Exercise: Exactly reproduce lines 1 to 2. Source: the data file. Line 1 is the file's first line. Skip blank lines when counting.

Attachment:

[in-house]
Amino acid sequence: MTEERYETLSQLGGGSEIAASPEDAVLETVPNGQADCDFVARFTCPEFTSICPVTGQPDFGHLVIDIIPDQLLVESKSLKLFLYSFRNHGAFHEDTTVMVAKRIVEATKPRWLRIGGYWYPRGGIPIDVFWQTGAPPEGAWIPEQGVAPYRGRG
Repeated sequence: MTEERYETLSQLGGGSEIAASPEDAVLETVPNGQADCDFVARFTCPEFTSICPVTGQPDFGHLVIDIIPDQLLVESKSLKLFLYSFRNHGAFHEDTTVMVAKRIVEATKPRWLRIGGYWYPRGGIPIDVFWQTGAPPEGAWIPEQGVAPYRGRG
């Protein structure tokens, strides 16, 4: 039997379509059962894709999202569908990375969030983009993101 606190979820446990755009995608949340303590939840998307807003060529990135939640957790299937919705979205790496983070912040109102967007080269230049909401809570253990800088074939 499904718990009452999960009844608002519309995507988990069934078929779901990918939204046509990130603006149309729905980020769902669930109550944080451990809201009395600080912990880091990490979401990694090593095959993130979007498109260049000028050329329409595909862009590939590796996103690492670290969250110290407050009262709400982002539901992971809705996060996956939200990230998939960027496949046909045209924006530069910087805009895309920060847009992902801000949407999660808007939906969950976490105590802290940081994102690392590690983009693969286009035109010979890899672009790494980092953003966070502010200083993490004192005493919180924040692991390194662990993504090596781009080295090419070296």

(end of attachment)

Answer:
[in-house]
Amino acid sequence: MTEERYETLSQLGGGSEIAASPEDAVLETVPNGQADCDFVARFTCPEFTSICPVTGQPDFGHLVIDIIPDQLLVESKSLKLFLYSFRNHGAFHEDTTVMVAKRIVEATKPRWLRIGGYWYPRGGIPIDVFWQTGAPPEGAWIPEQGVAPYRGRG